Using Gamification in the Workplace
Using gamification in the workplace is not an original idea. Google utilized riddles to attract interested job candidates years ago, while SAP developed an app in which sales employees took part in role-playing exercises and received badges based on their achievements. Typically, gamification in the workplace looks like making meetings, training, or continuing education into a type of game for our employees to play. We can construct contests to engage staff in a healthy “race,” and points, levels, and awards are often used as additional motivation. According to a recent poll, 83% of those who receive gamified training said they felt engaged, while 61% of those who receive non-gamified instruction said they felt bored and unproductive during the same training.
Using Gamification in Training
When it comes to mandatory training most of our employees do not jump for joy. Gamification can change this. We might have employees who receive the highest score on a company-wide workplace safety evaluation receive company merchandise. With this approach, we find employees pay more attention and attempt to get as many right answers as possible instead of simply trying to get it over with. Gamification is an excellent way to encourage all our employees to always be up to date with their training.
Using Gamification for Continuing Education
We can also use gamification to help our employees with continuing education. We can create an online course library covering a wide range of topics. We can then have employees who finish a course receive a certificate or virtual badge they can show off. Instead of using presentations or manuals to teach personnel, we can design online mini courses with amusing characters, quizzes, and a points system. We also tend to find that using interactive games enhances participation and employee engagement and helps make sure that their learning sticks. Gamification is furthermore an excellent idea because employees have different learning styles. The more ways we can present information the more likely it will be retained by our employees.
Using Gamification for Wellness Programs
Employee burnout often manifests itself as an increasing lack of enthusiasm and engagement that builds over time in response to job dissatisfaction. The consequences of burnout may include increased employee absence, lower productivity, and higher turnover, all of which can affect our company’s bottom line. This means we should consider the gamification of wellness programs to improve retention and reduce burnout. As it applies to workplace wellness programs, gamification involves incorporating aspects of “play” into the tracking of wellness initiatives. This could mean online tracking and competition between employees and groups of employees. This could also look like simple and fun progress management tools like prizes, badges, and quizzes, as well as incentives that play into a larger wellness strategy.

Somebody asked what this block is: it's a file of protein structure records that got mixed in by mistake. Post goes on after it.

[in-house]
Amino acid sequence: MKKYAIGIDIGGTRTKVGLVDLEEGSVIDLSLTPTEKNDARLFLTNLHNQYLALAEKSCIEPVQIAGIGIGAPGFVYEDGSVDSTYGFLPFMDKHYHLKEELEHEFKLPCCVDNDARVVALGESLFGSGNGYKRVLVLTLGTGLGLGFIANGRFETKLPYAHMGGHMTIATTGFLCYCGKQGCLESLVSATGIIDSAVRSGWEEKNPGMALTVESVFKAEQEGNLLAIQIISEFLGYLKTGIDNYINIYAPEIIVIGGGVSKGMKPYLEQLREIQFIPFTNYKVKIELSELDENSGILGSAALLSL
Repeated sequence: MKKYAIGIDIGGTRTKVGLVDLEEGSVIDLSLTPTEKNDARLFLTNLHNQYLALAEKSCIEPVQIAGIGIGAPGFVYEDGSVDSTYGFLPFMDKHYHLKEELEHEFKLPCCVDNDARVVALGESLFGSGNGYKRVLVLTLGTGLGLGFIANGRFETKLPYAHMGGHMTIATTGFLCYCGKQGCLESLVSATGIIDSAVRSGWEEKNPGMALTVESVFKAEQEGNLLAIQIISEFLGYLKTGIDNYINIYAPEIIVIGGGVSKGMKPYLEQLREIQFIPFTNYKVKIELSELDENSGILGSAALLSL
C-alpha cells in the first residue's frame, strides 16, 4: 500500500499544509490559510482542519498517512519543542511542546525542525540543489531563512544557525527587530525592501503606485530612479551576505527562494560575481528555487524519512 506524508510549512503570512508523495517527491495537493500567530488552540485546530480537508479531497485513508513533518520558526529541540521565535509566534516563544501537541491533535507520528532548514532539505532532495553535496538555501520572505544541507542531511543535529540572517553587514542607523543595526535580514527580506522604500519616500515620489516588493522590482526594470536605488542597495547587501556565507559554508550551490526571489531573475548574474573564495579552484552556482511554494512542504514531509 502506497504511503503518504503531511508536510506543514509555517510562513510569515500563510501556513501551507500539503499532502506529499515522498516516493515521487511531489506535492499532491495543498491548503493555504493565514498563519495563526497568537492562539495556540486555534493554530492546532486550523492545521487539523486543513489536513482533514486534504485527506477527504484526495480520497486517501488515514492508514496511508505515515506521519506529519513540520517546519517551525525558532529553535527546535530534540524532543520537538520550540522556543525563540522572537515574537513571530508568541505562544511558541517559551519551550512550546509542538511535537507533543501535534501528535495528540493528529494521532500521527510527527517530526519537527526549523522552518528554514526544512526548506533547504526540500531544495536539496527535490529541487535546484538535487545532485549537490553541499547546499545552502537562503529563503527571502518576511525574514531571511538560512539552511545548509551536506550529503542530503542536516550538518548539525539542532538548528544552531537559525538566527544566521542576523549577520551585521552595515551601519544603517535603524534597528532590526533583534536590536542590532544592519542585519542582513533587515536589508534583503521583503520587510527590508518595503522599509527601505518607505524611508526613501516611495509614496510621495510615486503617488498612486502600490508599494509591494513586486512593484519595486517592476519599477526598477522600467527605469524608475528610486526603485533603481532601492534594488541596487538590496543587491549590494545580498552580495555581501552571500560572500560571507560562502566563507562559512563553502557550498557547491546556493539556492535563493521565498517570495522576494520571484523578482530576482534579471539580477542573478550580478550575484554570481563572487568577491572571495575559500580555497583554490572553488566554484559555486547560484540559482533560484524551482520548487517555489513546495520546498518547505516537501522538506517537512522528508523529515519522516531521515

Building a Gamification Program
Gamification in the workplace may boost motivation and engagement, but how can we take advantage of it? First, it is critical to properly describe the game’s goals and rules. Points, leaderboards, badges, prizes, and real-life incentives are among some of the most popular gamification elements we might choose to incorporate. The game’s rules should be clear to all participants from the outset. Creating a game that builds a sense of purpose is just as crucial as building a sense of accomplishment.
Prizes for outstanding achievement, such as gift cards or baskets of goodies, should attract employees’ attention. When we incorporate gamification, we should recognize everyone’s efforts, and provide small quality-of-life incentives. We should also always take time to analyze the initiative’s success. Leadership can also participate, for example by dressing up as the company’s mascot or in cosplay if everyone reaches their yearly targets. Recognizing everyone’s contribution is crucial in order to ensure that not only the highest achievers feel valued. Employee engagement may be maintained by combining rewards like a lunch voucher or an extra day off with public acknowledgment. Public acclaim can go a long way toward encouraging involvement.
Gamification has numerous advantages, but it is not a panacea. To enhance our gamification approach, collect and analyze the proper data, reflect on performance, and conclude each game or challenge with a “recap” that highlights both the program’s top accomplishments and mistakes. In addition, reward and acknowledge participants, and tweak our gamification program to better align with corporate goals and employee KPIs.